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Wearable Sensor Detects Even More Compounds in Human Sweat

Thanks to microfluidics and the use of a different type of drug, the sensor now needs less sweat, and the current needed to generate the sweat can be very small.

Credit: Caltech

A wearable sensor developed by researchers at the California Institute of Technology can detect amino acids and certain vitamins in small amounts of human sweat.

The technology features molecularly imprinted polymers that act as reusable antibodies, overcoming the challenges associated with previous sweat sensors that use antibodies (which can be used just once) to detect compounds at low concentrations.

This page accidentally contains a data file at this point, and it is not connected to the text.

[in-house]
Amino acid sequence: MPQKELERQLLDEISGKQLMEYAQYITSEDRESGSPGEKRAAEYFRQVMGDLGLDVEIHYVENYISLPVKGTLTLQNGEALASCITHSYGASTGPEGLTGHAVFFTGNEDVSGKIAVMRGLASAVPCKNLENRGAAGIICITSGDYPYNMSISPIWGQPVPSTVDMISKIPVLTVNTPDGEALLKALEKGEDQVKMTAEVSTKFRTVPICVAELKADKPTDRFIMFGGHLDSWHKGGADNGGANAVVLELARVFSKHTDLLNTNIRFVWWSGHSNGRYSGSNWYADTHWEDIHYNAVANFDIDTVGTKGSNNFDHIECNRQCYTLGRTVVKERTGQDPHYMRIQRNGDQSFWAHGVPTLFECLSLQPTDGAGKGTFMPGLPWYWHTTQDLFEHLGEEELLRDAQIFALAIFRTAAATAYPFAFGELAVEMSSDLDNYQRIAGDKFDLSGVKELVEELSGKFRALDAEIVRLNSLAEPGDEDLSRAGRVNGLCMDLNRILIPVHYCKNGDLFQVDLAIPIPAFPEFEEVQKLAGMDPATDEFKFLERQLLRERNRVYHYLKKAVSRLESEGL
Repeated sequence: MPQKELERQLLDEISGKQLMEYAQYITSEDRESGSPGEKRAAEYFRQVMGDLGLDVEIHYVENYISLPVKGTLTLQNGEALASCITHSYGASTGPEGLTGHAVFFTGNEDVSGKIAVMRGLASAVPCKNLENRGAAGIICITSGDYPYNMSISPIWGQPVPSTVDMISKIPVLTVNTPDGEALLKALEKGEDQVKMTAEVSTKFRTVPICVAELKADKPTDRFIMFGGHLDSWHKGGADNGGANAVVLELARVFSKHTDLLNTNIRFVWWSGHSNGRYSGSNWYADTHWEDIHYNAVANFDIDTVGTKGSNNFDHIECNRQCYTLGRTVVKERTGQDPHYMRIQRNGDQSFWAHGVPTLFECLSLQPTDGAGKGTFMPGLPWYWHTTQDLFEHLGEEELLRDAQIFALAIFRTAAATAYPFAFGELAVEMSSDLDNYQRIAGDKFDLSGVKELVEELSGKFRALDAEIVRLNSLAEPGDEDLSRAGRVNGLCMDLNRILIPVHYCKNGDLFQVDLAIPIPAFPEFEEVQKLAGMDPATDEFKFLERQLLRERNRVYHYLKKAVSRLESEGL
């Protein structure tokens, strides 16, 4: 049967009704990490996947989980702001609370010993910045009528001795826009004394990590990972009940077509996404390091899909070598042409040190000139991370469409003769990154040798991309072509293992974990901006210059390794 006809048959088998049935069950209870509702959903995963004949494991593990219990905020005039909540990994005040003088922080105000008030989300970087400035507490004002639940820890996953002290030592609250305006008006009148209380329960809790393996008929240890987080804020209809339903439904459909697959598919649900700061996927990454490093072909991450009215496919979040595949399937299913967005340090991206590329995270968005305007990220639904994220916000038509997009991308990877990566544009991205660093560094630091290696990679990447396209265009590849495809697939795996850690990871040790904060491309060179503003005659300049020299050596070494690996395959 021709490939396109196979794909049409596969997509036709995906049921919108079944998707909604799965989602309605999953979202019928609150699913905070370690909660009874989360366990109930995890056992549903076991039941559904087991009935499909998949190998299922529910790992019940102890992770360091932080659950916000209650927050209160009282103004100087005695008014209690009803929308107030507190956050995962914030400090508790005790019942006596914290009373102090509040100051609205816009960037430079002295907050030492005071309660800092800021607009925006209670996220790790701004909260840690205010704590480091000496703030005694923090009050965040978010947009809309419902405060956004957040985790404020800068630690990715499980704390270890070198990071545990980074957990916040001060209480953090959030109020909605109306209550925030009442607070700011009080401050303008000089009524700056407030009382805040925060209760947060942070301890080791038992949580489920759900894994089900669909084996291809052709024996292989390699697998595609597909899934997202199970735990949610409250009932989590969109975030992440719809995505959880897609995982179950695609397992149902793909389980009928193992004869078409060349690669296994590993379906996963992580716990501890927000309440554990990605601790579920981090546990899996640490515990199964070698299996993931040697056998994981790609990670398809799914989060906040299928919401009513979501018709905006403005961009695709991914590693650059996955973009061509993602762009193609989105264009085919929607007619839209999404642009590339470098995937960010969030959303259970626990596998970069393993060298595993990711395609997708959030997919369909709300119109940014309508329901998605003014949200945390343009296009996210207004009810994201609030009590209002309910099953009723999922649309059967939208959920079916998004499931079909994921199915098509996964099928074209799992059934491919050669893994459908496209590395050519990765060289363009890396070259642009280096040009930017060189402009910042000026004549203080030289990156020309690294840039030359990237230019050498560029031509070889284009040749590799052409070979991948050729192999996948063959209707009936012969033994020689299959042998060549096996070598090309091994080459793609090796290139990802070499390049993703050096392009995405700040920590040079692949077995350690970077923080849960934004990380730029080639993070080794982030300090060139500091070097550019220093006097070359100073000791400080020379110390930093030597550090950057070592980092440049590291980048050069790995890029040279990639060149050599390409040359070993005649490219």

For a sensor to detect the amino acid glutamine, for instance, the polymer would be prepared with glutamine molecules, leaving holes shaped like glutamine when the molecules are removed through a chemical process.

An electrical signal is generated when sweat contacts the inner layer of the sensor, and the signal weakens as glutamine molecules are plugged into the holes in the polymer, helping to determine how much glutamine is in the wearer's sweat.

The use of microfluidics also means the sensor can operate with a miniscule amount of sweat.

From Caltech News
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